As soon as I held my little baby in my arm on the night she was born, I experienced something I've never felt. Perhaps it was "LOVE". Unconditional one. As the little girl grows older, my expectations grow as well. "She can be something and changes the world." Whatever she did in her childhood was a miraculous progress to me and formed my belief that she would make a beautiful butterfly. As she marched into her teenage era, suddenly my perception towards her was questioned. My little girl started acting out in a way that I had never seen, trying to rip off the colors and patterns I have painted on her wings. Panic came in. My Project - Get her back on the "right track"- launched. What I failed to remember was she was a different person from myself, although she carries some gene from both of her biological parents. She is a beautifully complex human-being who has unique characteristics and is capable of being responsible for her choices. It took me a year to really realize what she needs, wants and her potentials. I knew this kind of humanistic perspective and studied in my research paper. It has also been my philosophy for everything I do. But I was trapped with the blindness of socially constructed "rightness" of parenting. But this type of discipline tends to be conditional. By definition, Love should be unconditional, but my actions and words towards my daughter contradicted my belief. I tried to stop her before she stumbled without knowing how my supports deprive her of developing her potential. While I struggled to put her in the perceived rightness of mine, she suffered and lost all the motivations to live as who she was. We were stuck in a socially constructed box of rightness and almost choked to death.
The good news of human tendency is when you are in the darkness, instinctively you search for the light. And I knew from my experiences, my experienced mum friends are the light to reach. So I did.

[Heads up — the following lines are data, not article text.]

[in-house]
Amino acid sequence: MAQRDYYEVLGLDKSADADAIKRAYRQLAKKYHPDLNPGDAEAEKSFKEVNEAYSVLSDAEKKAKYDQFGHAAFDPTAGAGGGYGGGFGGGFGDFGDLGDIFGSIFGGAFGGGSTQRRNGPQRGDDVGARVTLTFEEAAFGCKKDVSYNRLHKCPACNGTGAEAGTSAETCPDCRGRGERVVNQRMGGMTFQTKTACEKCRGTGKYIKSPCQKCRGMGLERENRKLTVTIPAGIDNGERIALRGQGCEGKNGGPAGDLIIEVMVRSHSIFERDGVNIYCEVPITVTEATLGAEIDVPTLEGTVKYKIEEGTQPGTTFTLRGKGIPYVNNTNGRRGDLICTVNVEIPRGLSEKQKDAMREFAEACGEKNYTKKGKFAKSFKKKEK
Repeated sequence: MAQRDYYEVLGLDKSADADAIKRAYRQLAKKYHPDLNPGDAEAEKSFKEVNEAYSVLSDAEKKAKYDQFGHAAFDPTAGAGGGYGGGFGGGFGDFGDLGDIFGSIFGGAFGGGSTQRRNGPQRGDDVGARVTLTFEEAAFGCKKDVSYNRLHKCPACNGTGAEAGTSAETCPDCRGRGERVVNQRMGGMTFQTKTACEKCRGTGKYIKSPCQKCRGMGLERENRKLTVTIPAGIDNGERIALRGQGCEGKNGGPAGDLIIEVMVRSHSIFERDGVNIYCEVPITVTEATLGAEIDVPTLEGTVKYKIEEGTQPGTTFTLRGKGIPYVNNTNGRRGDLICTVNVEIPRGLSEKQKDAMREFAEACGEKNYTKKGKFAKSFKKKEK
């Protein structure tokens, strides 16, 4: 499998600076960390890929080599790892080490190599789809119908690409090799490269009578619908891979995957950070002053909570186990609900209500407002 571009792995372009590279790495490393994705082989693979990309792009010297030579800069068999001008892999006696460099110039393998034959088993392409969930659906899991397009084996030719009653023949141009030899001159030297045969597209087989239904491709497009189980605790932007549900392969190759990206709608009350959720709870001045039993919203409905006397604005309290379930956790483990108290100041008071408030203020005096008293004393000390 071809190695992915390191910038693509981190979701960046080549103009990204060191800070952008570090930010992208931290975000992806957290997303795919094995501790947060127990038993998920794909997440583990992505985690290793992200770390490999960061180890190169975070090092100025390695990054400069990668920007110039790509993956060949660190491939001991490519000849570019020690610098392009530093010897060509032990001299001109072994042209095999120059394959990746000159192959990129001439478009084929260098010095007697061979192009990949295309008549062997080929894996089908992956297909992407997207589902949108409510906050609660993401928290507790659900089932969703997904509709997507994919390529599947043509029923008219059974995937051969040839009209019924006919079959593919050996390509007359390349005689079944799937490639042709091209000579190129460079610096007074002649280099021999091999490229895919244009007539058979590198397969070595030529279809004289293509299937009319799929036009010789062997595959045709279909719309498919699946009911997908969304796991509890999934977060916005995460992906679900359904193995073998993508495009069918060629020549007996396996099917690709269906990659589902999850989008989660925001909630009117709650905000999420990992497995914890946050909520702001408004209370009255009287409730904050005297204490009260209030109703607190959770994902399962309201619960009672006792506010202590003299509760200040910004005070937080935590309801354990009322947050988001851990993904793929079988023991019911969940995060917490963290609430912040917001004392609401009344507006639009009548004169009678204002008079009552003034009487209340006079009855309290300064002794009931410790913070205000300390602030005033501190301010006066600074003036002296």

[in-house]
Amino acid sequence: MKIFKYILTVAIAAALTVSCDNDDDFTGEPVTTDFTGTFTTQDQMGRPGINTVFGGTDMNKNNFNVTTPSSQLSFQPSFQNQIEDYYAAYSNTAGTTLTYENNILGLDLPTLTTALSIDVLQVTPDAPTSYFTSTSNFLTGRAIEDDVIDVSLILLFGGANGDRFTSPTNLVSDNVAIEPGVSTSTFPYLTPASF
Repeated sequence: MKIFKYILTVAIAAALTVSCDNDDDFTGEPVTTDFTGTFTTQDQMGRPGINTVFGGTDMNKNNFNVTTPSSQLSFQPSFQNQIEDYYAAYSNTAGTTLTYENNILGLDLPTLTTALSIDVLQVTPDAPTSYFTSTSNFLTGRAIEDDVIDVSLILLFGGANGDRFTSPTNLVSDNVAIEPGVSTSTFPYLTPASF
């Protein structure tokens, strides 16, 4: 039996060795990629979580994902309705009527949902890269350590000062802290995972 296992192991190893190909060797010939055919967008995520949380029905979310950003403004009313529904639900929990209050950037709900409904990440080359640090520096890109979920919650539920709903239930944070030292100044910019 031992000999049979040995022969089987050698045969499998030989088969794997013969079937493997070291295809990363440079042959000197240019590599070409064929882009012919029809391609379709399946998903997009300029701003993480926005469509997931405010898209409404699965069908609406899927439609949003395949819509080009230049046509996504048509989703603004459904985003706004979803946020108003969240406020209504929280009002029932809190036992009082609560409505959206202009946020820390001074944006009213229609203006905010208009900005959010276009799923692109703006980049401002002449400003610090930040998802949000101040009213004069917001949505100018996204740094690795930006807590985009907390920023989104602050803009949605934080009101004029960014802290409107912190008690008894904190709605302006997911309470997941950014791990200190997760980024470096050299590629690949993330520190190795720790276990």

By some of big slaps on my silly face, my senses came back and started breathing again. With the opened up senses, I managed to listen to my daughter's current voice. It wasn't fully convincing or the best choice under her circumstances, yet it was her choice. "I don't want to go to the private high school. I want to go to a public high school in this city."
My inner dialog had been just too ugly to publish. It was as if two characters fight within myself: Maternal instinct vs Socially constructed right parenthood. But fortunately the feeling I held her in my arms for the first time, the maternal instinct prevailed. Thanks to all of my friends for offering the insightful comments and the courage I needed to say, "Oh-oh. I was wrong It is not my job to color and paint her wings".
From the moment I admitted my error, I was quick enough to call all the institutions and experts to support my daughter's decision. From April, my daughter will wear a different uniform and goes to a local junior high school. I don't know if this is the "right" move or not. Besides, any radical reformations take a bit of the aches. She might have to suffer from the different types of aches. But avoiding errors and aches does not resolve anything. In fact, it numbs the youthful hearts and souls leaving them only colorless life. By giving a freedom to make errors and experience aches, the youth may come out from their cocoons and become uniquely beautiful butterflies.
What I wish to see is the day when my daughter flies away like a butterfly, whatever the colors and patterns she may chose to wear.